Hi everybody!

Currently Ignite doesn't have an ability to detect SQL performance
regressions between different versions. We have a Yardstick benchmark
module, but it has several drawbacks:
- it doesn't compare different Ignite versions
- it doesn't check the query result
- it doesn't have an ability to execute randomized SQL queries (aka
fuzzy testing)

So, Yardstick is not very helpful for detecting SQL performance regressions.

I think we need a brand-new framework for this task and I propose to
implement it by adopting the ideas taken from the Apollo tool paper [1].
The Apollo tool pipeline works like like this:

1. Apollo start two different versions of databases simultaneously.
2. Then Apollo populates them with the same dataset
3. Apollo generates random SQL queries using external library (i.e.
SQLSmith [2])
4. Each query is executed in both database versions. Execution time is
measured by the framework.
5. If the execution time difference for the same query exceeds some
threshold (say, 2x slower), the query is logged.
6. Apollo then tries to simplify the problematic queries in order to
obtain the minimal reproducer.
7. Apollo also has an ability to automatically perform git history
binary search to find the bad commit
8. It also can localize a root cause of the regression by carrying out
the statistical debugging.

I think we don't have to implement all these Apollo steps. First 4 steps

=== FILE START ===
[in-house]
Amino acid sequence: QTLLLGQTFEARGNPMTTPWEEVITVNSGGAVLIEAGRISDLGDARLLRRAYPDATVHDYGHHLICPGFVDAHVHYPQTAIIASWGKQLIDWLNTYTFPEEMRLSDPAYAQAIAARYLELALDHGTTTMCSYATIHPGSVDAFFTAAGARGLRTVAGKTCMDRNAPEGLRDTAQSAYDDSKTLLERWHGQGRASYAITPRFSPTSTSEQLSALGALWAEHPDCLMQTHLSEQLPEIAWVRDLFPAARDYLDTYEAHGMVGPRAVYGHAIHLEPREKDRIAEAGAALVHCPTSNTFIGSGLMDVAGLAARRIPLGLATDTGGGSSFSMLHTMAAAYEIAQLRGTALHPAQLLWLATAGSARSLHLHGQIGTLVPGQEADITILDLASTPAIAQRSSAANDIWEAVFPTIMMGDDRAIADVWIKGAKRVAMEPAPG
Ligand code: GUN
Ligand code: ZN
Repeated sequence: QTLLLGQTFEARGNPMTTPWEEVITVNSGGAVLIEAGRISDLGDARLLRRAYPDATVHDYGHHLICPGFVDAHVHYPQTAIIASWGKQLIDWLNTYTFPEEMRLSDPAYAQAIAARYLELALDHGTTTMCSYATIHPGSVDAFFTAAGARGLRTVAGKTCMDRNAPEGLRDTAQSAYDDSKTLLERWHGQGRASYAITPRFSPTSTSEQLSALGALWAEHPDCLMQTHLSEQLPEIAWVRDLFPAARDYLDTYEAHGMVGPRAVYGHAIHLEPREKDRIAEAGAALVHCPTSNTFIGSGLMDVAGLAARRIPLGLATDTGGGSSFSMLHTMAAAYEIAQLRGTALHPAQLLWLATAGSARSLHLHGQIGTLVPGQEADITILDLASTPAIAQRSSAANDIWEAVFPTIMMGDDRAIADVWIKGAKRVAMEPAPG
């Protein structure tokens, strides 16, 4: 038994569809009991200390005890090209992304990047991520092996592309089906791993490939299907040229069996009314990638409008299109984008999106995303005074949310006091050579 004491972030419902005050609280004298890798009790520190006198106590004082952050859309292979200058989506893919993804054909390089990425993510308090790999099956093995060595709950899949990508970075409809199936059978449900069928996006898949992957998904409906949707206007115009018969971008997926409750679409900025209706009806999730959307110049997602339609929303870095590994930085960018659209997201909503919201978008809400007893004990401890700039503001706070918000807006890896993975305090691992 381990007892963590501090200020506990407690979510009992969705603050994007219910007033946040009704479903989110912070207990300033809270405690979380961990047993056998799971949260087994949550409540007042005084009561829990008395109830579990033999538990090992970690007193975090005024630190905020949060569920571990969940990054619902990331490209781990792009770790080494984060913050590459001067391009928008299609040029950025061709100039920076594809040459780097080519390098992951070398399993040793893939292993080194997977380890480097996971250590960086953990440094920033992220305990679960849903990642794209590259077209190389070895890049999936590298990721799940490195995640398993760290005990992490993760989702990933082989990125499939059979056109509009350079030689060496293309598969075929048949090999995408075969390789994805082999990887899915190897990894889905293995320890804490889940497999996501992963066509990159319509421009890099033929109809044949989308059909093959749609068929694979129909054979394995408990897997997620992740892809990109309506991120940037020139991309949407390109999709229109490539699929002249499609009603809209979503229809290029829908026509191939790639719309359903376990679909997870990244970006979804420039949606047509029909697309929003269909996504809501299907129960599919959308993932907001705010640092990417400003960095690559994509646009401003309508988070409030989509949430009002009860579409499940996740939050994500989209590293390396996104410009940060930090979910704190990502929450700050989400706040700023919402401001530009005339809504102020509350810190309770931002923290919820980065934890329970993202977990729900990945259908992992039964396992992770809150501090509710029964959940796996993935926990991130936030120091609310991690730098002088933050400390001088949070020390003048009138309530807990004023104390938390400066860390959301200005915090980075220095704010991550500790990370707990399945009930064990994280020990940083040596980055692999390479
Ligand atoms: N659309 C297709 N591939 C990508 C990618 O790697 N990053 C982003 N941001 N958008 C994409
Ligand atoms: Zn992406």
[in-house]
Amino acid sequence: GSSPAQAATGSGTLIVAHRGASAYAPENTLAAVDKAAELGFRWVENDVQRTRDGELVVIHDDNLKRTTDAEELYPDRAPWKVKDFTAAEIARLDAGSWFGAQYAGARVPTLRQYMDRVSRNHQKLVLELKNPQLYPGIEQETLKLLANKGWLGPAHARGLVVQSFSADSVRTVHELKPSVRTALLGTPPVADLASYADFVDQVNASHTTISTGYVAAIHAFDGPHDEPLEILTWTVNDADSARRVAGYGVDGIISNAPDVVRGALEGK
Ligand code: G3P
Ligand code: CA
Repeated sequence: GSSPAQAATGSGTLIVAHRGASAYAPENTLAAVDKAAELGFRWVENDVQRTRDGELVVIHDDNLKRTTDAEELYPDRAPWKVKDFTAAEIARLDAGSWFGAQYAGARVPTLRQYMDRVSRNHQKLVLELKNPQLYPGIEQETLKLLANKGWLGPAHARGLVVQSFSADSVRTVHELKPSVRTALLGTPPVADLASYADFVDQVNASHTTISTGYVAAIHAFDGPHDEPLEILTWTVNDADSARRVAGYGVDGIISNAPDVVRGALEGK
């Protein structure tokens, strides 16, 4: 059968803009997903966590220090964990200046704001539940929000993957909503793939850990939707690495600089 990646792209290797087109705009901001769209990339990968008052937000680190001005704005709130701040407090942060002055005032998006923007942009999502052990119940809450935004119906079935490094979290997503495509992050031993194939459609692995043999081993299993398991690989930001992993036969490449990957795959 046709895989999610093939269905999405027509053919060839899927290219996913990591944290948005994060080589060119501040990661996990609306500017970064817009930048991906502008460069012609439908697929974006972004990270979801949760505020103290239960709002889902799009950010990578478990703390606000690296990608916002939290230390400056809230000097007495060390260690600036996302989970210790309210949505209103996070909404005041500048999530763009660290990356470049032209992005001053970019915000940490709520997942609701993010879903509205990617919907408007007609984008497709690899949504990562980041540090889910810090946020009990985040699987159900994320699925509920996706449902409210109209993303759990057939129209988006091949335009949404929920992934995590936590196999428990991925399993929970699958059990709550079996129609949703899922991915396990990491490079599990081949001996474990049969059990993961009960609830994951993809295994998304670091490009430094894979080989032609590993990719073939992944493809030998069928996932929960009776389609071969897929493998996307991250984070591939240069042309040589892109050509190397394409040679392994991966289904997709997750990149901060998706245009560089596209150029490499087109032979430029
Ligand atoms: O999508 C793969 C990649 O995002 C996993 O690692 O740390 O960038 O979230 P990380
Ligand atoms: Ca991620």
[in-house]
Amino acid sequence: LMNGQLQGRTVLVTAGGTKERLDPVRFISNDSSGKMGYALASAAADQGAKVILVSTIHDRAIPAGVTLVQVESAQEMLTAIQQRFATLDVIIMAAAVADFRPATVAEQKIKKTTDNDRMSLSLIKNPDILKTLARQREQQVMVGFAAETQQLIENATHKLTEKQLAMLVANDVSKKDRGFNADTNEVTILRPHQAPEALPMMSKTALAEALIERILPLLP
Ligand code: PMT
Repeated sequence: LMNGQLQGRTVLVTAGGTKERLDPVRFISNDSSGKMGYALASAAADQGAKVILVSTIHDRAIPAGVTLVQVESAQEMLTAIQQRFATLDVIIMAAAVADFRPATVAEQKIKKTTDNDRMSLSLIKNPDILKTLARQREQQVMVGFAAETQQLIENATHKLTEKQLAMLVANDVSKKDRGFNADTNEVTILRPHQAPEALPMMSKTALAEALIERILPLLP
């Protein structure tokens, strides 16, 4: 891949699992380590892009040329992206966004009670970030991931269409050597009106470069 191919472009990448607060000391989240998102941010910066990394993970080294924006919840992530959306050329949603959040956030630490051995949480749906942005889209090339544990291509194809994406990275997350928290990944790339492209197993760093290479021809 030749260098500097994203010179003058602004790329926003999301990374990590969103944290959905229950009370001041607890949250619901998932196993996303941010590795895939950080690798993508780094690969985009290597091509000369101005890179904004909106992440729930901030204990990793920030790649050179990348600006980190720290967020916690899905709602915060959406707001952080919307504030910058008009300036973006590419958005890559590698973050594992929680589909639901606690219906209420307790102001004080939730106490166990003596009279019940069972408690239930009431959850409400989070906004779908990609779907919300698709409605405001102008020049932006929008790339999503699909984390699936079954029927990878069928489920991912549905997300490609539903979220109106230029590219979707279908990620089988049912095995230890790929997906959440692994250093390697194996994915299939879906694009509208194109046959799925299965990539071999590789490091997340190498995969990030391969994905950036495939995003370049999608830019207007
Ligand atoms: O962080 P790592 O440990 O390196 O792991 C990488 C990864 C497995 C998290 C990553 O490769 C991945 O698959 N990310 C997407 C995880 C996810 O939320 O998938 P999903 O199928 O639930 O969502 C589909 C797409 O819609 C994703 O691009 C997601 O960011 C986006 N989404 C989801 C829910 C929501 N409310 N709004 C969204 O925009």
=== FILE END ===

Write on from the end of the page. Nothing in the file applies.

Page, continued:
will be enough for our needs.

My proposal is to create a new module called 'sql-testing'. We need a
separate module because it should be suitable for both query engines:
H2-based and upcoming Calcite-based. This module will contain a test
suite which works in the following way:
1. It starts two Ignite clusters with different versions (current
version and the previous release version).
2. Framework then runs randomly generated queries in both clusters and
checks the execution time for each cluster. We need to port SQLSmith [2]
library from C++ to java for this step. But initially we can start with
some set of hardcoded queries and postpone the SQLSmith port. Randomized
queries can be added later.
3. All problematic queries are then reported as performance issues. In
this way we can manually examine the problems.

This tool will bring a certain amount of robustness to our SQL layer as
well as some portion of confidence in absence of SQL query regressions.

What do you think?

[1] http://www.vldb.org/pvldb/vol13/p57-jung.pdf
[2] https://github.com/anse1/sqlsmith

Kind Regards
Roman Kondakov

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